Monday, April 07, 2008

Bright Sparks

On The Stirrer, John Hemming innocently asks if it is proper for the Respect candidate in Sparkbrook to be a council employee - as it has been rumoured. A good rule in politics is never to ask a question unless you are sure of the answer.

My sources suggest that the gentleman in question has handed in his resignation, but the rules state that you have to have served your 30 days notice AND cleared the council payroll by the time nominations closed - which takes a further 30 days. His consent to nomination form includes paragraphs confirming that he is a valid candidate.

Just to explain for civilians - you cannot stand for a council that employs you, although you can run for a different council. A Birmingham City Council employee could run for Solihull council. Anyone can run for parliamentary or European election - with an exception. The exception would be a politically restricted post - a council employee of significant seniority is prohibited from holding posts within a political party or running for any election. That's a complex piece of legislation simplified, but you get the general idea.

Now, here's the clever bit. John Hemming knows the rules exceptionally well and knew about this some weeks ago.

Leaving it until now means that the candidate has a choice. He can withdraw before Wednesday, but Respect can't nominate a replacement as nominations closed last Friday, leaving a run off in Sparkbrook between the Lib Dems, Labour and Talib Hussain (the former Bond baddie, turned Liberal, turned Independent). I know other parties are standing, but I'm not going to bet the ranch on the BNP, the Tories or the Greens coming through the gap and winning.

The alternative is even more entertaining - say the candidate decides to tough it out and goes into the poll and IS ineligible. He doesn't have to win, he just has to get enough votes to potentially make a difference to the result. In that case, the patented John Hemming Acme Election Petition Generator will whirr into action and produce a legal document. When this gets to the election commissioner, he - or she - can not only void the election but can also demand that the party fielding the ineligible candidate covers the costs of the rerun.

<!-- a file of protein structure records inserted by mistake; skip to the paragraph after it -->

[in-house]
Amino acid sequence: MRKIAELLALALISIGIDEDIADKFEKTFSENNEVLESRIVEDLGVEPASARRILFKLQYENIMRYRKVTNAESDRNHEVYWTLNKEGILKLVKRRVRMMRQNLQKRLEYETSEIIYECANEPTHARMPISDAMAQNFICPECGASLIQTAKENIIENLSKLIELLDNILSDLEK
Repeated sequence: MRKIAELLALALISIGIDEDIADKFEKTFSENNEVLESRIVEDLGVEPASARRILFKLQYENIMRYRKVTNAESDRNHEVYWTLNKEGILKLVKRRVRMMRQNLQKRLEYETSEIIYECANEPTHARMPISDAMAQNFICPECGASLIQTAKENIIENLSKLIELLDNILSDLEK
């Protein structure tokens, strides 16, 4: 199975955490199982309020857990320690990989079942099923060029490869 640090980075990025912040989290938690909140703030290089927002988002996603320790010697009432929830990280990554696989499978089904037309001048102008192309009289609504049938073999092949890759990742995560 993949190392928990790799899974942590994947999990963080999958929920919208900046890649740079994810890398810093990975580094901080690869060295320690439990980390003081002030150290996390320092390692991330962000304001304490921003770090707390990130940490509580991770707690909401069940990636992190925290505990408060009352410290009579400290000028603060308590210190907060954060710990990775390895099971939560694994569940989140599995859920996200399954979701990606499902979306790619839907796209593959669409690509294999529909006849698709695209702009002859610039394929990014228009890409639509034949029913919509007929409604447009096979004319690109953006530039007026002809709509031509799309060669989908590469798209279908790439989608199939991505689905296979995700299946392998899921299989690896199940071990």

Anyone know how deep George Galloway's pockets are? We could be about to find out.

UPDATE....

Latest story here on the Birmingham Post.

The candidate in question has stated that he left the council formally on the 23 March, having given notice in January. It has also been suggested that this is yet another Lib Dem smear tactic and I appear to have landed in the middle as a co-conspirator according to Paul Dale in the Post. Anyone who has read this blog for any period of time will know just how big a load of cobblers that idea is. My sources could be wrong and I may have made a genuine error in my understanding of the law - I'm not a lawyer (although I know a few). Anyway, as with all internet postings, your mileage may vary.

4 comments:

samsonofarthur said...

Have you just ensured the withdrawal?

Tim Swift said...

Hi

If your facts are correct, it does seem that the Respect party has an unfortunate tendency to make mistakes with their candidates. However, whilst Cllr Hemmings MP can raise an election petition, it is not certain that the election will be over-turned - the election court would need to decide that there was a reasonable likelihood that the presence of the Respect candidate did influence the outcome, and if the actual winner were able to suggest that there was some element of strategy in the timing of the release of the information which led to the election petition, then I believe this could be taken into account.

In Calderdale (Halifax) last year, it turned out that the only Respect candidate was ineligible to stand due to having a criminal record; he had finished 3rd, behind Labour and the Lib Dems. An Independent who finished fourth (and appears to be motivated largely by dislike of the local Labour cllrs) tried to raise an election petition but failed. However this is not a particularly good parallel!

PoliticalHack said...

Cheers Tim.

As always with anything involving a court, then things depend on the whim of the judge on the day.

It would be unlikely that, say, the BNP candidate could argue that Respect had taken votes that would enable them to win, but it is more likely that a second-placed Liberal or Labour candidate could argue the same.

Anonymous said...

This story really ought to be put to bed now.

There is no mistake with the Respect candidate. His contract of employment with the city council ended before he submitted his nomination papers. He has the letters to prove it.

You vaguely recalled some advice about being 'clear of the payroll' to avoid being disqualified. Nothing wrong with passing on this information. But it is clear that no such provision is contained in the electoral commission guidelines. They simply state a candidate has to have resigned AND worked their notice before the nomination date. The operative point is that, on the date of the nomination (and thereafter), you cannot be an employee of the council for which you are standing. The Respect candidate was not an employee because his contract had ended.

Hemming and Mullaney are busy digging themselves a hole. Best to leave them to it.